Usually, the channel’s social media team comes up with the ideas for such campaigns. “We use our Facebook page, Instagram and Twitter to promote our TV shows, but we also like to make content to make our followers laugh as they are checking their newsfeeds!” the spokesperson said.
There isn’t really a scheme behind how the channel communicates with their viewers online as they usually simply go with the flow. “We just see how we are feeling that day, to be honest! It could be something in the news or just something that springs to mind, there is no rhyme or reason to it!
However, if you’d also like to go through some actual animal trivia, fire up Bored Panda‘s earlier articles called 42 Interesting Animal Facts That You Can Throw Out In Casual Conversations, 30 Happy Animal Facts That Will Make You Smile, and 30 Weird Animal Facts They Didn’t Teach You In School.
Costlier supplies will shrink “razor thin” margins as iBuyers move into new markets
The United States and China are locked in a tit-for-tat trade war that will boost the price of materials that go into home renovation and construction. The higher costs come as iBuyers such as Zillow, Opendoor and Offerpad are expanding into new markets with plans for fixing up and reselling homes.
Many of the products iBuyers need to paint, repair and in some cases renovate kitchens and other rooms will become more expensive in the next few months as the U.S. importers who pay the tariffs pass on the added costs to American consumers. The National Association of Home Builders said tariffs will boost housing construction and renovation costs by $2.5 billion.
“In iBuying, it’s razor-thin margins anyway, so any sort of ripple in the pond has the potential to disrupt,” said Mike DelPrete, a real estate strategist who tracks the iBuying market.
That’s not necessarily a deal-killer for the biggest iBuyers, said DelPrete. Most are well-financed and don’t necessarily need to make a profit from each house they sell as they build out their business models, he said. Some, like Zillow, are hoping to generate profit in other ways, such as attracting mortgage customers as sellers move up to their next purchase, he said.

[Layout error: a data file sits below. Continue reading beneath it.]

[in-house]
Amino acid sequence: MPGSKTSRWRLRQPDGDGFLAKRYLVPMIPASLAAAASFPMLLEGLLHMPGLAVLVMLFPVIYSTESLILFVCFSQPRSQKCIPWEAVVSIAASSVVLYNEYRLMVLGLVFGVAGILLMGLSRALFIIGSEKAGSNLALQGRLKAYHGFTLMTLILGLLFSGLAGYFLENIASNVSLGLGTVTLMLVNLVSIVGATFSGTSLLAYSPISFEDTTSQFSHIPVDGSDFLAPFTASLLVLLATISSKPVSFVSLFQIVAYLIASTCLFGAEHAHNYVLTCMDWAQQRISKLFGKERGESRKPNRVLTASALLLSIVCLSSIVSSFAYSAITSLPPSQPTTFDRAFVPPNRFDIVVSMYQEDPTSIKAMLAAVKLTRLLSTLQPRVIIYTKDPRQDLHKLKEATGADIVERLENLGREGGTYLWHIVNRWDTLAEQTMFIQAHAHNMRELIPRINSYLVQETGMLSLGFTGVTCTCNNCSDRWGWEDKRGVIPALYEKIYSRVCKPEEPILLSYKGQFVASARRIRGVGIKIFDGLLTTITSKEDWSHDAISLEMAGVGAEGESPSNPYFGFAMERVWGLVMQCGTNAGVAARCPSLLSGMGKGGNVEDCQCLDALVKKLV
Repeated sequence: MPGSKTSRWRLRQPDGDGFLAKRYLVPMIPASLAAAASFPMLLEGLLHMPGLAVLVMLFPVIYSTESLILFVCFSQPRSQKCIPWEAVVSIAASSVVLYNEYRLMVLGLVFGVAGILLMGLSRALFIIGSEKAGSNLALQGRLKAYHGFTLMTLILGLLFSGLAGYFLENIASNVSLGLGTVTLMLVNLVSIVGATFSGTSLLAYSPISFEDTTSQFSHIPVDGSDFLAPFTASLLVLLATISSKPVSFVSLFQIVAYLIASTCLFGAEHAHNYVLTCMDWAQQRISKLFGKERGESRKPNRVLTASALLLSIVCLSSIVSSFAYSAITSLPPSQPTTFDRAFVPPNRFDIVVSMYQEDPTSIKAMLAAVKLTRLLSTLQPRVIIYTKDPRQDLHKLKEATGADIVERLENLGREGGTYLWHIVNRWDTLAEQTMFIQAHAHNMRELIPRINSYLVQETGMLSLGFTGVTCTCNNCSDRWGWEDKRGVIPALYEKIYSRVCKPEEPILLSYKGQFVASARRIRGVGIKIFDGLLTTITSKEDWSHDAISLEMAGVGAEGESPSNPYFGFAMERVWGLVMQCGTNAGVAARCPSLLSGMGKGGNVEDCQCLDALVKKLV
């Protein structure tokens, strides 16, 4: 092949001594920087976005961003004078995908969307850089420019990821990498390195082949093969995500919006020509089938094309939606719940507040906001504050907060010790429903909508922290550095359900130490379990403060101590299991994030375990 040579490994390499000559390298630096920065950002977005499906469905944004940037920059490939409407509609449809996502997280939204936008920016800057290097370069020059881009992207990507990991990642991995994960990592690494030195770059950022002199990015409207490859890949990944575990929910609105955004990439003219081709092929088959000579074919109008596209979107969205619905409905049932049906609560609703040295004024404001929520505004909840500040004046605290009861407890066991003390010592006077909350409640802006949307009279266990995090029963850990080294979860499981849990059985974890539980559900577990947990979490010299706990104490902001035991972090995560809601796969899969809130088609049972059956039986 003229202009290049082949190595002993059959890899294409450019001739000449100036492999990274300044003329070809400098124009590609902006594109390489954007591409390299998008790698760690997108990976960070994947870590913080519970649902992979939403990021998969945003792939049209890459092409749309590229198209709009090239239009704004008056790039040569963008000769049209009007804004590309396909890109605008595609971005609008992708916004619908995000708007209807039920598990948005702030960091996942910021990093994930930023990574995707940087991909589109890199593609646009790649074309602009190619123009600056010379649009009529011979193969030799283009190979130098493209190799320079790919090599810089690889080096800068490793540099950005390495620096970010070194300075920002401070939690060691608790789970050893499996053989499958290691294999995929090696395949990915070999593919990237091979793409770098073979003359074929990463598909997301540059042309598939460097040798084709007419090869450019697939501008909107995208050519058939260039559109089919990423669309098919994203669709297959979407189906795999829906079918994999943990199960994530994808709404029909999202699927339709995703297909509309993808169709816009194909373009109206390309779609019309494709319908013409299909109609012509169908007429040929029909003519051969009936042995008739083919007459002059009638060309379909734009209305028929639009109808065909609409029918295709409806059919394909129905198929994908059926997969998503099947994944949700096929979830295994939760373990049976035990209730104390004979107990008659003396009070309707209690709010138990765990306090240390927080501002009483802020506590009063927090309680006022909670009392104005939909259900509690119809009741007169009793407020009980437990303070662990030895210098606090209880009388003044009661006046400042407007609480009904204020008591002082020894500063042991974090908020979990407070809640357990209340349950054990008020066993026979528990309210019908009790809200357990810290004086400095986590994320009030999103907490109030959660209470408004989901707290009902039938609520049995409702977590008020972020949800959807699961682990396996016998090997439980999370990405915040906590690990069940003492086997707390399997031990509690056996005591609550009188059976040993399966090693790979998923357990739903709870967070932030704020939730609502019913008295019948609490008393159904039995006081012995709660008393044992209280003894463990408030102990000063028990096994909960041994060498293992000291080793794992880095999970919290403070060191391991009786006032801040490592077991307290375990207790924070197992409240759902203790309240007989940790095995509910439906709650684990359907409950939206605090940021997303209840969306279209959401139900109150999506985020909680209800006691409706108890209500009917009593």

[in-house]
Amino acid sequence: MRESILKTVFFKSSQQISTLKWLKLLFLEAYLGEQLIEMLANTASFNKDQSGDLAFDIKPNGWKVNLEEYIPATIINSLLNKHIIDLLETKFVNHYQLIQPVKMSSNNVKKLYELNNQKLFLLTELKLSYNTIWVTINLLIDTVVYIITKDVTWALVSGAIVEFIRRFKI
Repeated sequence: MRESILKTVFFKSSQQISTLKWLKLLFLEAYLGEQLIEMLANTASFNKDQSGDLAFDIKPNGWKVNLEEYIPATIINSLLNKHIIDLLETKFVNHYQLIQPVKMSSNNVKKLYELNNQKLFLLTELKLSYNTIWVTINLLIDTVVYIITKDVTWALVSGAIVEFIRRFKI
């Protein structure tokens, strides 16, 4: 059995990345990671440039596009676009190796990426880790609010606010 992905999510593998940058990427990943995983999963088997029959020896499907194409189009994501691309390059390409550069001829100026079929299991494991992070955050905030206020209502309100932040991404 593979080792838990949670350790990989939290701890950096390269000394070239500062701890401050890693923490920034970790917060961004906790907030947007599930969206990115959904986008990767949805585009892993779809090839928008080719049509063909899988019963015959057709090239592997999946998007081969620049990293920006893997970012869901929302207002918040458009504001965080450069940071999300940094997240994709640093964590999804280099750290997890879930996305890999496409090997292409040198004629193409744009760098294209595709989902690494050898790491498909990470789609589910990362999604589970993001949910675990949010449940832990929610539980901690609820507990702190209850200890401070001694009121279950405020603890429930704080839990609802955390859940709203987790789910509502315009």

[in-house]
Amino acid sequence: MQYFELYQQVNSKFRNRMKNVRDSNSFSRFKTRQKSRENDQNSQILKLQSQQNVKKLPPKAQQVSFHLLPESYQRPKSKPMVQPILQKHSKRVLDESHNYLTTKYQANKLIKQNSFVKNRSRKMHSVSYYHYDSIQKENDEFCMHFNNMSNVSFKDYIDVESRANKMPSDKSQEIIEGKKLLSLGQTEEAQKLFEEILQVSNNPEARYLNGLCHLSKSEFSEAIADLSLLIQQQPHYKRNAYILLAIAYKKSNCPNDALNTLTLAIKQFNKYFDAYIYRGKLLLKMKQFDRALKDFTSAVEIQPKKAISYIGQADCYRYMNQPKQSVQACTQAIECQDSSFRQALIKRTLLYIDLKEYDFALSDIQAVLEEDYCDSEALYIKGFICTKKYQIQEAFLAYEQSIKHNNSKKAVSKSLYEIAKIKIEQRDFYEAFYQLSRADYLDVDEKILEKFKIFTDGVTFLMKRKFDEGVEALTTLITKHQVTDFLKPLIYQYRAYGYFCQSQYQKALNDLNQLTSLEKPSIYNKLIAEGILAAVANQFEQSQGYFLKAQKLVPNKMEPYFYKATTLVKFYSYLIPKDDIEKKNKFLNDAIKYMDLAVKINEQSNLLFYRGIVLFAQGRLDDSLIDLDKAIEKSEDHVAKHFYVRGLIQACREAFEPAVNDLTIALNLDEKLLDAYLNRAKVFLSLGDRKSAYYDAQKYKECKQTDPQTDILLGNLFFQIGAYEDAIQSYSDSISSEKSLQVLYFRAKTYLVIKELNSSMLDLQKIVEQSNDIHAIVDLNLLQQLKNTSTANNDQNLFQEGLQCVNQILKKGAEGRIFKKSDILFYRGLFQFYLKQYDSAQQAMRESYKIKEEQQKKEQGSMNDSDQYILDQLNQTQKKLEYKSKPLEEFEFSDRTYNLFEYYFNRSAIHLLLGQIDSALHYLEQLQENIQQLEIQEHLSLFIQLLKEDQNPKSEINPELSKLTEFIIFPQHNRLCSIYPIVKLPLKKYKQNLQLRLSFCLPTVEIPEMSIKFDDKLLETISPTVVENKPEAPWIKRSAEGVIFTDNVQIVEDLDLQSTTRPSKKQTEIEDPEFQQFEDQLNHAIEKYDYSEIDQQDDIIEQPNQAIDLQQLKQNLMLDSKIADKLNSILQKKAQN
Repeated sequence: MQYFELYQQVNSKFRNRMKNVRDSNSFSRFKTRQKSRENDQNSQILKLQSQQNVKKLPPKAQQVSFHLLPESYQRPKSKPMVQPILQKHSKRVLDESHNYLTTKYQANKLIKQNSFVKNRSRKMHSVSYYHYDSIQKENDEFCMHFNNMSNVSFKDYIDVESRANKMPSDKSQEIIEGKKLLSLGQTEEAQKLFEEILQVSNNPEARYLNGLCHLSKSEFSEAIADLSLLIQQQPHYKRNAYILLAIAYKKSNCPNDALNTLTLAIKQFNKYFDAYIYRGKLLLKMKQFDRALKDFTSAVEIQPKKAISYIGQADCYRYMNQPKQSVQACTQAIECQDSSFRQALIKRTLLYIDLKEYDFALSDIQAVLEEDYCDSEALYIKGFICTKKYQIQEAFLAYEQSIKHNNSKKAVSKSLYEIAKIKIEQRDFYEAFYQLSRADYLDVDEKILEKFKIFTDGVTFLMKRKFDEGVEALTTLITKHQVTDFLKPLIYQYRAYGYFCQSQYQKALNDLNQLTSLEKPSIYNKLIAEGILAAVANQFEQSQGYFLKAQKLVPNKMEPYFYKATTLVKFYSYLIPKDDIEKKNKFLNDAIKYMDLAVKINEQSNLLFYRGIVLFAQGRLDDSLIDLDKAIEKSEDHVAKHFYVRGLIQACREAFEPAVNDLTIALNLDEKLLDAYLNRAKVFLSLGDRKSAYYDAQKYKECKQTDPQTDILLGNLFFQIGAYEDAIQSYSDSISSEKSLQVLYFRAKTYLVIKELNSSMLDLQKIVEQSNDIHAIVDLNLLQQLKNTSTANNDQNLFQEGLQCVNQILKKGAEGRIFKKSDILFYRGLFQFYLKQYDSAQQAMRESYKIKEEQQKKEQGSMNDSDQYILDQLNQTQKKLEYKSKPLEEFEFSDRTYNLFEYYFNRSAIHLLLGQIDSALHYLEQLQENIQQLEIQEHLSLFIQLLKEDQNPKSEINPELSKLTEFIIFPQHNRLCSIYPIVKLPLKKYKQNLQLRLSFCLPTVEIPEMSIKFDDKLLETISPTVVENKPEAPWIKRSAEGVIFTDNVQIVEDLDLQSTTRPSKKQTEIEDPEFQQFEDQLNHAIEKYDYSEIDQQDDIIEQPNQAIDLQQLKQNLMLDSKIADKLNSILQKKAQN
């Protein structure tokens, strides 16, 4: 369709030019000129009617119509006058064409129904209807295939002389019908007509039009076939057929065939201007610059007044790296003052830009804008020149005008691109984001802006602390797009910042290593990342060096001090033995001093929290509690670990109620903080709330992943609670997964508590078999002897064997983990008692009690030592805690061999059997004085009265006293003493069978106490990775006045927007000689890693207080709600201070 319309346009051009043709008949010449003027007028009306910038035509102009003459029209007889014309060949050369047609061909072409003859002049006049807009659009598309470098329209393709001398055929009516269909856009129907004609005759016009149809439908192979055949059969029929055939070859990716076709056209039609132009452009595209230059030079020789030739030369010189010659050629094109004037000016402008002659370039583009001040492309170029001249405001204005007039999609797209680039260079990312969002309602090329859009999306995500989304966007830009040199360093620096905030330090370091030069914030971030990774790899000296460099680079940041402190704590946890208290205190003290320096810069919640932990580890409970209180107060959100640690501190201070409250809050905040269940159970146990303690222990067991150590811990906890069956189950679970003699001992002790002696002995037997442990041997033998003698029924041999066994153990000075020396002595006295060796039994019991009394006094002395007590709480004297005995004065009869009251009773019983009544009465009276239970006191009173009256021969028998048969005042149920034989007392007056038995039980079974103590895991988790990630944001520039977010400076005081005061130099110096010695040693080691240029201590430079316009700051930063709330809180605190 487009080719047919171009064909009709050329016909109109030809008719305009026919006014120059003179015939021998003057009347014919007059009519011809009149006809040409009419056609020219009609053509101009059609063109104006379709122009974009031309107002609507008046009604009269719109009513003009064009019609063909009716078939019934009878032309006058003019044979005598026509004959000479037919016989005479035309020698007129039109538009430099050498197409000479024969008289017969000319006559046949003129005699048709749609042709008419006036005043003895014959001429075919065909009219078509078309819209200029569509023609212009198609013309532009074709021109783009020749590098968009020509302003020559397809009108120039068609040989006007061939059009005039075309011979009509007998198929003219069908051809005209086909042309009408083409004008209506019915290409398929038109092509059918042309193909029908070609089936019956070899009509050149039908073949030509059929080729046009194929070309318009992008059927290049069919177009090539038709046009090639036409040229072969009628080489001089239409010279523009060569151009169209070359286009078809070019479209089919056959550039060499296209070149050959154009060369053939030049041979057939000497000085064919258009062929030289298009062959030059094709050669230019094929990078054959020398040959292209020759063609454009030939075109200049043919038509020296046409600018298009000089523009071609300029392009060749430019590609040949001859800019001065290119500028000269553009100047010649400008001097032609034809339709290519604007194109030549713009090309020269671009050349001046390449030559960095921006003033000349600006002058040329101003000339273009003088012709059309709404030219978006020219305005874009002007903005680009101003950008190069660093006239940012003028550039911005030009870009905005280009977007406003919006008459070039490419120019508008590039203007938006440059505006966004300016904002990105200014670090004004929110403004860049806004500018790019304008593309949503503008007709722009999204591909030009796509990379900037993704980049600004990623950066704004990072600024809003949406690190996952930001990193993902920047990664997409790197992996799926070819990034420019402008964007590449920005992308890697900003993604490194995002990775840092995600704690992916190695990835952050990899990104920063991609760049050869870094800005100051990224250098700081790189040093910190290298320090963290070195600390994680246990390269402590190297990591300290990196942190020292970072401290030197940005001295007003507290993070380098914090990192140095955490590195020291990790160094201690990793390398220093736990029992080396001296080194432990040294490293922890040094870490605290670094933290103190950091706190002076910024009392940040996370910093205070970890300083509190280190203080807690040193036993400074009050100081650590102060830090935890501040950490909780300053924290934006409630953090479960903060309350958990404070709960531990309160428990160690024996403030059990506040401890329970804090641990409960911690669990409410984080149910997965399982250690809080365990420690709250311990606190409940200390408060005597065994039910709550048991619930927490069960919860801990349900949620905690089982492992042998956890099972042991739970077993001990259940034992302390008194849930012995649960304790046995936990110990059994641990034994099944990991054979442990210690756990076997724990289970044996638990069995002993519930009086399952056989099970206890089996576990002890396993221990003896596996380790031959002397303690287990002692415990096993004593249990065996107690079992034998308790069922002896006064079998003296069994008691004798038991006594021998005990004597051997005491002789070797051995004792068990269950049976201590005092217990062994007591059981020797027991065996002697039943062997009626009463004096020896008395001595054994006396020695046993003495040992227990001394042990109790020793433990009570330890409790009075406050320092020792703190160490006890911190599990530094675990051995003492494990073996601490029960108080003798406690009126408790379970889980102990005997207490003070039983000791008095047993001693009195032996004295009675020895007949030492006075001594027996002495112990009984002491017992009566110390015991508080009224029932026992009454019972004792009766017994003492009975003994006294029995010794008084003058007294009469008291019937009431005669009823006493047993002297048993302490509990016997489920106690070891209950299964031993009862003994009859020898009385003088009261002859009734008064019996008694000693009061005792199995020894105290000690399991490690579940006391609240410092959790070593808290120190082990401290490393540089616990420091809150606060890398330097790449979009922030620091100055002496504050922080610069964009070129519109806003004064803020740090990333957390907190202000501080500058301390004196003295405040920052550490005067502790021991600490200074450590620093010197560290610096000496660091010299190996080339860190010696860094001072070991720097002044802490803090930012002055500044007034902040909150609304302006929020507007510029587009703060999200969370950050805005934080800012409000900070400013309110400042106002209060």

“What’s happening right now in iBuying is a land grab, and a lot of these companies don’t need to be profitable right away,” said DelPrete. “But if you’re a big iBuyer and your buying and selling thousands of homes a month, higher costs have a potential impact.”
Zillow is the iBuyer who is expanding the fastest. It purchased 898 houses and sold 414 in the first quarter, the company said in its earnings report last week. That was a gain of 80% and 200%, respectively, compared to the fourth quarter.
“In Q1, we received more than 35,000 seller requests, and that demand is rapidly accelerating,” CEO Rich Barton said on a conference call after the company reported its earnings to Wall Street. “We now receive one request every two minutes, which is nearly $200 million in potential transaction value per day.”
Zillow and the other iBuying companies cited declined to comment.
Last week, President Donald Trump hiked tariffs to 25% from 10% on $200 billion worth of Chinese goods. In retaliation, China announced plans to raise tariffs to 25% on $60 billion worth of U.S. products starting June 1. President Trump has threatened to expand tariffs to a further $300 billion of Chinese imports.
The construction imports from China now carrying a 25% tariff include: concrete, nails, screws, ceramic tiles, and asphalt roofing shingles, according to the National Association of Home Builders. Also on the list: light fixtures, kitchen cabinets, circular saw blades, stainless steel used for appliances and various types of raw materials that go into U.S. building products.